Jonathan Allen / Diann Bauer / Ian Dawson
Howard Dyke / Peter Fillingham
Anthony Gross / Laurie Hill / Francis Lamb
Cedar Lewisohn / David Lock / Paul O'Neill
Luke Oxley / Seb Patane / Giles Round
Lindsay Seers / Mark Titchner / Jen Wu
13th March - 11th April 2004
Sat / Sun 12-6 pm & by appointment
Opening Night Thursday 11th March
6-10 pm. Live events: XXX-Ram Boy /
Seb Patane / Paul O'Neill / +Mystery Band


  p r e s s r e l e a s e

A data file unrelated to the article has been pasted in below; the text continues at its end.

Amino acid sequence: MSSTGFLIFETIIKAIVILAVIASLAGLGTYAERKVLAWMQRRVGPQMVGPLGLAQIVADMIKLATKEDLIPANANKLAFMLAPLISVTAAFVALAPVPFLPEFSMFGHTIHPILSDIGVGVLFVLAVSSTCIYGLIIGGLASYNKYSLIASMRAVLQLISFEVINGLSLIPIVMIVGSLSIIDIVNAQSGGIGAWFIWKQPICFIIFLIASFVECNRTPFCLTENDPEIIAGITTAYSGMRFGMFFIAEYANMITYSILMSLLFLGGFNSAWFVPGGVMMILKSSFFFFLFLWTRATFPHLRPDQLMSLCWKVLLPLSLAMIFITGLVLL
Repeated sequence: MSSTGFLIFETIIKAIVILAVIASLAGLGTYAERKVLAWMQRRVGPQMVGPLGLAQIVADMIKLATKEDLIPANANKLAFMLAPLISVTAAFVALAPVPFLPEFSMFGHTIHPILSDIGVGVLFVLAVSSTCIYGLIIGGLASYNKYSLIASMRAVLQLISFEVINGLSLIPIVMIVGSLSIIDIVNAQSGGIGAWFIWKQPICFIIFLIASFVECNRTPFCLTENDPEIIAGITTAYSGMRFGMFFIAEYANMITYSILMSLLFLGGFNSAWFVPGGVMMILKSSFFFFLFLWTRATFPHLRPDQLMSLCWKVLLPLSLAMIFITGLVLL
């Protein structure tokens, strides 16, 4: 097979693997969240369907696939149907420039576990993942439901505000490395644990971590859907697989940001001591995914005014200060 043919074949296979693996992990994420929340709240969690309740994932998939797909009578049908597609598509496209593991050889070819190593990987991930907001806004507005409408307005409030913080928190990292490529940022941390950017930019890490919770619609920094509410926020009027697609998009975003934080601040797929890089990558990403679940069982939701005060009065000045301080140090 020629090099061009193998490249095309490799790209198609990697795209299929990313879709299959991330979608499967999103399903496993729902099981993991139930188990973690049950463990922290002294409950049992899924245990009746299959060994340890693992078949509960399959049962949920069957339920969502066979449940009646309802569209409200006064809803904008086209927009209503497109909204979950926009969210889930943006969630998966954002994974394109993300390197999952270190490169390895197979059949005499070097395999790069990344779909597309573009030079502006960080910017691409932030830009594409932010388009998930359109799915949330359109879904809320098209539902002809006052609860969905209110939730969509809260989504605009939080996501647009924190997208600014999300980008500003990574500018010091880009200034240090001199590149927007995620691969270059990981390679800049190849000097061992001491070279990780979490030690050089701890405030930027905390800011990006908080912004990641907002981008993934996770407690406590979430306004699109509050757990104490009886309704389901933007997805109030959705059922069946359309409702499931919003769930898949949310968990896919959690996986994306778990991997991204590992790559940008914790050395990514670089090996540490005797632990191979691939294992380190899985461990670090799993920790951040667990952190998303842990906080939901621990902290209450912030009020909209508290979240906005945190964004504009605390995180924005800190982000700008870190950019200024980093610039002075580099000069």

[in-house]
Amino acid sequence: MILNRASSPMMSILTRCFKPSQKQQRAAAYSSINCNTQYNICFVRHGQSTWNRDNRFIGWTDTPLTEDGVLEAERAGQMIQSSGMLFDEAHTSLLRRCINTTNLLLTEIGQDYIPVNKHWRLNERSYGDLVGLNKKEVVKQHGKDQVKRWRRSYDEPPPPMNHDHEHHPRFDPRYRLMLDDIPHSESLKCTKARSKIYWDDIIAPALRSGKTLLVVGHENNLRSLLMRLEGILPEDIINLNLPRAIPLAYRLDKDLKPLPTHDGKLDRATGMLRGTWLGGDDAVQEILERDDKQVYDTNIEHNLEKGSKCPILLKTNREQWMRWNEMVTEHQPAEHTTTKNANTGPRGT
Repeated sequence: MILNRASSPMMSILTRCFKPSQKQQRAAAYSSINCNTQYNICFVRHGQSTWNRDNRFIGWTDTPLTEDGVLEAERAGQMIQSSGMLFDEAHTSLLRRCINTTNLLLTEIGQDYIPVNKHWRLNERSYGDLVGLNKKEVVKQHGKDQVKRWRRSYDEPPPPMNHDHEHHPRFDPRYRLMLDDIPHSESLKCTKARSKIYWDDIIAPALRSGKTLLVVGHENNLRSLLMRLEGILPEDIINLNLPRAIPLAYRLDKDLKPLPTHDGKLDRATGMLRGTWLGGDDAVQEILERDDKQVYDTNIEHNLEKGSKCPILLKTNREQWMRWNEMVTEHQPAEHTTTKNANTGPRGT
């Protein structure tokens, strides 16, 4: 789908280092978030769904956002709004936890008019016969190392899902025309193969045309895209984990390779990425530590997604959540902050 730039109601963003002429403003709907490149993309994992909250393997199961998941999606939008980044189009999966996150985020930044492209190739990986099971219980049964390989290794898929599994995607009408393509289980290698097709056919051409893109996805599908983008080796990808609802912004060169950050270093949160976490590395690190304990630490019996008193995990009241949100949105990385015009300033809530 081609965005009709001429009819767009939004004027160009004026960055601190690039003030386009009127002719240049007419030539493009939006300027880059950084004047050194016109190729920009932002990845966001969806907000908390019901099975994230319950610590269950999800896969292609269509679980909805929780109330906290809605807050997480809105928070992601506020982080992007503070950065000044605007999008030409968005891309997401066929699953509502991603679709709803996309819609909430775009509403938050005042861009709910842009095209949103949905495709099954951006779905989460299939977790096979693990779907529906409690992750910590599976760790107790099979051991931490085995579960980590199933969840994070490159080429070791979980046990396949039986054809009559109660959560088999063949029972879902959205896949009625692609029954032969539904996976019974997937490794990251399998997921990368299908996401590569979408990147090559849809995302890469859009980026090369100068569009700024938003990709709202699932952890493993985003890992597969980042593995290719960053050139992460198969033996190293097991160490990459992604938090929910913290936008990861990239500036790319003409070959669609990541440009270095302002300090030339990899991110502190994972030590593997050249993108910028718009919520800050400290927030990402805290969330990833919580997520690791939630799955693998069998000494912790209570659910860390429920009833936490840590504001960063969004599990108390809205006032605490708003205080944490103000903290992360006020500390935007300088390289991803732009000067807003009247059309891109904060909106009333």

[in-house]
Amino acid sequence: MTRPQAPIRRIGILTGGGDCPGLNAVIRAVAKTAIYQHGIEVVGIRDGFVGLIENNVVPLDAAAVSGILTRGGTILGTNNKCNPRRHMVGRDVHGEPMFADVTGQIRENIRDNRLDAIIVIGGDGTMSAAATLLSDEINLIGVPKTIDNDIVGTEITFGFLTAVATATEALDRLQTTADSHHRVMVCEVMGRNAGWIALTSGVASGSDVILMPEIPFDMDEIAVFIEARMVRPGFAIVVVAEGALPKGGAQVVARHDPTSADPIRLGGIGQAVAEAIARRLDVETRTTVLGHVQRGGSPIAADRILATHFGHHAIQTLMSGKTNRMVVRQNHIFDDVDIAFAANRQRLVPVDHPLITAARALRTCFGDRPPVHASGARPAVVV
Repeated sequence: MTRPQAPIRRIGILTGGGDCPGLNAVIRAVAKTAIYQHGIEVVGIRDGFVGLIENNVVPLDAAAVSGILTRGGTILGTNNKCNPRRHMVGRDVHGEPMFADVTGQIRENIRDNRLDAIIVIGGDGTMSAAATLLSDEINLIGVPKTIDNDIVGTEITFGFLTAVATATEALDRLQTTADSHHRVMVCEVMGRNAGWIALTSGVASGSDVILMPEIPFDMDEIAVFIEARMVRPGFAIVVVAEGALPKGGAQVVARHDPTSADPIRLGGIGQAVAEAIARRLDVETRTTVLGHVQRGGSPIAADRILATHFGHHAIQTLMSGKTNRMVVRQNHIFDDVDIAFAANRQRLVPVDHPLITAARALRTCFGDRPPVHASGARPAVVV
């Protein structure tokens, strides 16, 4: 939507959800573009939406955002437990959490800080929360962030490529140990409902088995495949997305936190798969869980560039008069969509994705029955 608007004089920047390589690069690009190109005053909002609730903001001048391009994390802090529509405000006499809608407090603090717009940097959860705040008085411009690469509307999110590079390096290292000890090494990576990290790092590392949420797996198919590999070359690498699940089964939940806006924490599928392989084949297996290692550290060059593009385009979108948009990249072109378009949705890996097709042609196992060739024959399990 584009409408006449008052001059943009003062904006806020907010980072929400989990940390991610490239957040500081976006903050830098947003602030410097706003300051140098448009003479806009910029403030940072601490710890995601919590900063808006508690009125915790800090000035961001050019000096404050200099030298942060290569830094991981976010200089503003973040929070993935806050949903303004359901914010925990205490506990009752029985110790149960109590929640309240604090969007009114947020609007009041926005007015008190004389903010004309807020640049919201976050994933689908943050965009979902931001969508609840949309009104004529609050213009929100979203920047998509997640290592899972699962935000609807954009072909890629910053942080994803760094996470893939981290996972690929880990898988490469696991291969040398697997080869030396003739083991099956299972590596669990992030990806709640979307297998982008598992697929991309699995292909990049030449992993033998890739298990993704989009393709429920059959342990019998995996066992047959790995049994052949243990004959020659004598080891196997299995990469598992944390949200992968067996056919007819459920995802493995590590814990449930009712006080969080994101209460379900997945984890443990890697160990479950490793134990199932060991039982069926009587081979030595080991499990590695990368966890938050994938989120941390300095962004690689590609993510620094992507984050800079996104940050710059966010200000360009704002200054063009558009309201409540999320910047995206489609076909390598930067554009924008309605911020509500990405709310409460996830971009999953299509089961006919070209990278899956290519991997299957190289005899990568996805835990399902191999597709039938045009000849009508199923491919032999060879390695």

• MESMER is the inaugural exhibition of temporarycontemporary, a new 4500 sq ft artist-run contemporary art space housed in a converted distillery right next to Deptford Bridge DLR. The South London space will host exhibitions and studios in its exciting industrial setting during a year long program. Mesmer uses as its starting point the notion of the obsessive and hypnotic gaze and how it is central to the production and reception of an artwork. How does the gaze of the artist in what they see and what they make become the gaze of the viewer as the artwork enters their world... Through a compulsive act of looking specific to their media, each artist in this eclectic mix transmits their own personal agenda. Francis Lamb's video works, for example, stitch together countless fragments of film to create sumptuous fantasy worlds whilst Laurie Hill's intensely animated characters seem to seep from an altogether more brooding place. Presented together for the first time are new and rarely seen works in video (Peter Fillingham, Paul O'Neill), neon (Jonathan Allen, Howard Dyke), installation (Luke Oxley, Seb Patane, Giles Round, Lindsay Seers, Mark Titchner, Jen Wu), drawing (Diann Bauer), and painting (Ian Dawson, David Lock, Cedar Lewisohn) combined with specially commissioned music and video performances for the opening night. * The word 'mesmerise' comes from Dr. Franz Mesmer, a late 18th century physician of the Paris court who first developed modern day hypnotism, or 'animal magnetism' as he called it. Although possibly a charlatan, his theatrical events were well documented and it was believed he could cause sleeping patients to convulse or dance.


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